Technology and the pandemic have altered traditional management communication, resulting in businesses adopting a new normal — the blending of in-person, remote and hybrid work environments.
This new paradigm has created a need for reframing communication techniques, perspectives and sensitivities in the way executives and teams communicate within an organization. Even seasoned executives are being challenged by the potentially disruptive influence of new media and the disconnection that threatens traditional networking, bonding, team building and other executive communication skills.
Today’s executives have been thrown into a new environment, where their traditional communication skills don’t quite deliver the previous results. The landscape has changed, and new communication skills are needed to manage new media and new situational dynamics. The quickest way to gain those skills is through dedicated training programs that are customized for an organization’s culture and brand.
Here are 10 training concepts that should be part of any executive communication skills program, whether for a group or one-on-one:
1. Build and strengthen relationships with people. Even experienced managers face challenges regarding communicating and building relationships. Skills such as connecting, approving, criticizing and more will have to be relearned to generate anticipated outcomes within this diverse communications environment.
2. Keep participants engaged during communication sessions. Is the meeting forgotten soon after the video call ends? Keep things moving by tracking performance, updating timelines, working together as teams, brainstorming and more.
3. Stimulate participation in meetings. Make people feel comfortable about being part of the conversation. Going around a Zoom screen for feedback is different from going around a table live in a conference room. New skills are needed to help leaders obtain higher levels of participation and more valuable feedback.
4. Encourage collaboration and team building. Make people feel good about contributing to and being part of a solution. Just because people are talking doesn’t mean that they are meaningfully engaged. Managers should create and build a virtual emotional bond that contributes to their group’s cohesion.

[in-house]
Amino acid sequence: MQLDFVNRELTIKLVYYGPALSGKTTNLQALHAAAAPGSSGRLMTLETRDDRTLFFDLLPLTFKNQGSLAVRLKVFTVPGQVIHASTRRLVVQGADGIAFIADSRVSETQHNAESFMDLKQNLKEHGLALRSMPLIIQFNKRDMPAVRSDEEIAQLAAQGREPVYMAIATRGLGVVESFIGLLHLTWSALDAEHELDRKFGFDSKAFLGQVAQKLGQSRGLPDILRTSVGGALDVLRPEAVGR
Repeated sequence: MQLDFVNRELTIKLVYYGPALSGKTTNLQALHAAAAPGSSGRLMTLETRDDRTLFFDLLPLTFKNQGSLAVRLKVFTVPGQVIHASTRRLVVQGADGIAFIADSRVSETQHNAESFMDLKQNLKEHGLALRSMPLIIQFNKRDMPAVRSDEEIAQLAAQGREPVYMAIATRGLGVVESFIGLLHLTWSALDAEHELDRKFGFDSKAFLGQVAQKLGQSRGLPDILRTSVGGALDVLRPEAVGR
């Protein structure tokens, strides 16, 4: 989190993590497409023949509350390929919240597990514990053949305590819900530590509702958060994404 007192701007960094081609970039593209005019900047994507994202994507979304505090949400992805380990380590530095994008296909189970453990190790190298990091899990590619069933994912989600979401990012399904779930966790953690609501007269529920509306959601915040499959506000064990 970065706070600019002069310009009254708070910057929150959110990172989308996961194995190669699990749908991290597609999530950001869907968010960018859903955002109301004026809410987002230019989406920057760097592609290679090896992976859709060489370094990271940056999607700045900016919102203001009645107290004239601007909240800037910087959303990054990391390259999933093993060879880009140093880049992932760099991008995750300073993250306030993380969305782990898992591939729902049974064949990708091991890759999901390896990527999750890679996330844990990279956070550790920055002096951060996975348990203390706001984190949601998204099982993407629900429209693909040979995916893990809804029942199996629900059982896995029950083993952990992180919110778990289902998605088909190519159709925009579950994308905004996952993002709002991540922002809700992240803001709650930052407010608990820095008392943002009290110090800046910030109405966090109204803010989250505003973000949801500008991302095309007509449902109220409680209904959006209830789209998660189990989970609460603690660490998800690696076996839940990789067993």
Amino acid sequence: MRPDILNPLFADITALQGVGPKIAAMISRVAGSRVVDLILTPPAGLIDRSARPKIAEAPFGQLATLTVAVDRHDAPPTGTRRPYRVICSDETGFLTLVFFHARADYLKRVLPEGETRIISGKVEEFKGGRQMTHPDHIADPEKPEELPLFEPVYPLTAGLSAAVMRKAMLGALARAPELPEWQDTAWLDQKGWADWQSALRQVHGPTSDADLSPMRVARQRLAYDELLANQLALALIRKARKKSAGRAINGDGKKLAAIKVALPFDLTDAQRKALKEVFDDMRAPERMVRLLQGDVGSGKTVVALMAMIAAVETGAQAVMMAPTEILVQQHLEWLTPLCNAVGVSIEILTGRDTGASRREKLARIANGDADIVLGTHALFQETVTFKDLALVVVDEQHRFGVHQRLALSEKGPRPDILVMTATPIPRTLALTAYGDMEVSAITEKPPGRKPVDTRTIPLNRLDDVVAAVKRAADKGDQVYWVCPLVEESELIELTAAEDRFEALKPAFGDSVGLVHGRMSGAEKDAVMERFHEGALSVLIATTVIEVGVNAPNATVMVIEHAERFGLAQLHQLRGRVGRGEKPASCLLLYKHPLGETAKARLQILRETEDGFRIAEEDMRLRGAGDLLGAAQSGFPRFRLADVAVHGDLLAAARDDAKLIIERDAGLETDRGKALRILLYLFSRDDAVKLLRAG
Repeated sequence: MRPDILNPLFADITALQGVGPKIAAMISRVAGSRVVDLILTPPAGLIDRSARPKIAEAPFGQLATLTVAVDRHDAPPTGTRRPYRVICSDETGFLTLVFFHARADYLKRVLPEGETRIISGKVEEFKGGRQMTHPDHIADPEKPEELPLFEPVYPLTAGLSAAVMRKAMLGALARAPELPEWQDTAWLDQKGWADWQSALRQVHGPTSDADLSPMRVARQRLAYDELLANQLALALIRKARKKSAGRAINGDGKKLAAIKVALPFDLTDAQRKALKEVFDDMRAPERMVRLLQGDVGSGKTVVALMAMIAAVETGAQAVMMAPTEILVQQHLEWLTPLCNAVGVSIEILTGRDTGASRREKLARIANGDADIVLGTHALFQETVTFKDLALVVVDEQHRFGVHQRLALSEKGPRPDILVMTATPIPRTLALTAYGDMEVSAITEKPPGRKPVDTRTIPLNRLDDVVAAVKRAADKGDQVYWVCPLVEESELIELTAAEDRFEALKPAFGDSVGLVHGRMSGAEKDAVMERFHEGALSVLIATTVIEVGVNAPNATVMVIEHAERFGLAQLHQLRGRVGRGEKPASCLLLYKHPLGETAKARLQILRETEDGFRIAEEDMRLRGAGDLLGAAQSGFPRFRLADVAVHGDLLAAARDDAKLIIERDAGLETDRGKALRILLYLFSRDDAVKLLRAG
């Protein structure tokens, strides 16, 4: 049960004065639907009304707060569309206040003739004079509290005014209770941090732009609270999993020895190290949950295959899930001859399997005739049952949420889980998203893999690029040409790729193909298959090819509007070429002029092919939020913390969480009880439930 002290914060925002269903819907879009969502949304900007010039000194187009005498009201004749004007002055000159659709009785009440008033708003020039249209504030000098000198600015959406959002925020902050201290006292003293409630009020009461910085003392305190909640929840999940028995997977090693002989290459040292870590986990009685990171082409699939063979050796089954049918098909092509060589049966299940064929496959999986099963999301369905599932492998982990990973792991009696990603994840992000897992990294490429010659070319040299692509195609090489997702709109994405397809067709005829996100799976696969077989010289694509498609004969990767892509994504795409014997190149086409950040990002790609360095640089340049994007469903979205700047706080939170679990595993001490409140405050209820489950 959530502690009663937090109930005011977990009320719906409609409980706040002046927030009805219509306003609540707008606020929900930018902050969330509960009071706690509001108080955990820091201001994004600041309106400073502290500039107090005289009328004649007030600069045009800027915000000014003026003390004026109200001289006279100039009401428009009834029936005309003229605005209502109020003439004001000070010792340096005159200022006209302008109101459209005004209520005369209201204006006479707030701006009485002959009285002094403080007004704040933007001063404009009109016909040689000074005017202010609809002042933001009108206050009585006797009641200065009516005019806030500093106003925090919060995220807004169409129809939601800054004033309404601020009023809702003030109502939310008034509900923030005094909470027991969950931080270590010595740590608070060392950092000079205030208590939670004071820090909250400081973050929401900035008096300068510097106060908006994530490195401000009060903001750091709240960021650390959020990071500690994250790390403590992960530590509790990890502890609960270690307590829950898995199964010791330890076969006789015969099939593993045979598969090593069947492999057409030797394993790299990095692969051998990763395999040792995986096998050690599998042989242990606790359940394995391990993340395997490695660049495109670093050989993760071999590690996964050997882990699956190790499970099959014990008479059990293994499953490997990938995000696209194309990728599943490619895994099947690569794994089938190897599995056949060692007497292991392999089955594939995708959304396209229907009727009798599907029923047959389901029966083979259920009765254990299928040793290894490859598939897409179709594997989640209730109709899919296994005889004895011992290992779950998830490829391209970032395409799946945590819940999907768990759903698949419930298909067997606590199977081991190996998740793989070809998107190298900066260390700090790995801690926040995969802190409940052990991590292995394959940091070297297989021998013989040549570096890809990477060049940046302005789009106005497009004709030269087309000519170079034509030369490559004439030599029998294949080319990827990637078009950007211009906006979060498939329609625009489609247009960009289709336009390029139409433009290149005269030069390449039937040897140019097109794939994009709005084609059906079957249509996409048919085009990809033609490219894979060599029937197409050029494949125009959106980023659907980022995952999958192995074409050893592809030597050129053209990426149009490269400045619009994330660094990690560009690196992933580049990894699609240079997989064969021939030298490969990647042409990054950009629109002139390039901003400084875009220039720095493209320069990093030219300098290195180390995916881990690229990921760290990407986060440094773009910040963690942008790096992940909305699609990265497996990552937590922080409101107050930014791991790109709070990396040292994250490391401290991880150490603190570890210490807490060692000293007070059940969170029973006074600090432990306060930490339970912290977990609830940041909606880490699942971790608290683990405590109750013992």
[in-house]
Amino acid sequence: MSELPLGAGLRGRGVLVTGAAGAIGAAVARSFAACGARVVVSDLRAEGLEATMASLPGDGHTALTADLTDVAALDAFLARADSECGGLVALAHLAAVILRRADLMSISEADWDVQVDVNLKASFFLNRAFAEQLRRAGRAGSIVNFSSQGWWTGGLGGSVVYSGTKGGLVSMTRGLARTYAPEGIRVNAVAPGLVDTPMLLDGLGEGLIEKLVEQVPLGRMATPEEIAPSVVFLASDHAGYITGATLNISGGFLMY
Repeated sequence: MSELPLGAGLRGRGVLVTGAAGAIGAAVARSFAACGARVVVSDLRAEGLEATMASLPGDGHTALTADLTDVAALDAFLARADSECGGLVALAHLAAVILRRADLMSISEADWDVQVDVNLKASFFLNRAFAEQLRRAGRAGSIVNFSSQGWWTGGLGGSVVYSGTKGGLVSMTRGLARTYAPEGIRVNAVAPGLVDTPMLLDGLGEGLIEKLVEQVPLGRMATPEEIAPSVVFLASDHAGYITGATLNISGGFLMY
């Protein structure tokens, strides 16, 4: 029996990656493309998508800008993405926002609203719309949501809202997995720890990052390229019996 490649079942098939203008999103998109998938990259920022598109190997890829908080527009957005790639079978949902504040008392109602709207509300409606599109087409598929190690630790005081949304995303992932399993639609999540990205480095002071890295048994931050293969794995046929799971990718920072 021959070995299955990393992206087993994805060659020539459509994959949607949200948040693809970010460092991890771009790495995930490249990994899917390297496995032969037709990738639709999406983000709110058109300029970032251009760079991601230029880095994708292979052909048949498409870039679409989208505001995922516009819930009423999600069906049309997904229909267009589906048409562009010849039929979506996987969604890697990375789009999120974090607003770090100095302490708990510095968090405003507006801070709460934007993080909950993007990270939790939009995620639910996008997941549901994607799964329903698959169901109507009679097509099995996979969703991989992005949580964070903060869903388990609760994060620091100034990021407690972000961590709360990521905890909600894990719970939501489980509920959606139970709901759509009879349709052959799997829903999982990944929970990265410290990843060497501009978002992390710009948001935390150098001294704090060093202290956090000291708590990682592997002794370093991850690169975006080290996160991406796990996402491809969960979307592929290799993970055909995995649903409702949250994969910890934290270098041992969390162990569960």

5. Enhance emotional intelligence. Always be nurturing and sensitive to the feelings of others, so you don’t embarrass or offend them. Emotional intelligence training not only needs to convert to the virtual media, but it should also make managers aware of potential dog whistle transgressions and other cues that might be magnified by this environment.
6. Enhance your brand and strengthen your corporate culture virtually. The recent trend called “The Great Resignation” is proof that the emotional connection to brand and culture is broken. Training to understand how your organization’s brand and culture are defined and then how to not only communicate that, but also grow employees’ connectivity, are key to reducing and stopping this destructive trend.
7. Maintain control of the agenda in meetings. Tactically, leaders need to understand how the paradigm shifts from when they sit or stand at the front or head of a meeting, compared to being an equal box on the Zoom screen, and how to manage the difference.
8. Gain a consensus in this environment. Does the “loudmouth” of the group more easily derail a consensus in the digital environment? Tactical skills are needed to minimize disruption and move the group forward.
9. Build and maintain your professional image while in the casual environment of your home. Few people were schooled or prepared for the pandemic’s effects on working from home. Using sound, lighting, dress and background is important in how you present the firm’s brand and image and level of professionalism in a consistent manner.
10. Manage assignments and post-meeting follow-ups. There are many new tools used to facilitate group communications, working together as a team, sharing work in progress and more. Training must look to future opportunities and prepare teams to not only use the tools, but to achieve a degree of comfort and familiarity with them.
Although there are many executive communication training programs available, decision-makers need to look for one that has been developed or updated in the last 18 months, considering the unique influence from the pandemic — which isn’t going away.
Communication has always been paramount for executives, but the ecosystem has changed, resulting in the need for new techniques and skills to maximize effectiveness.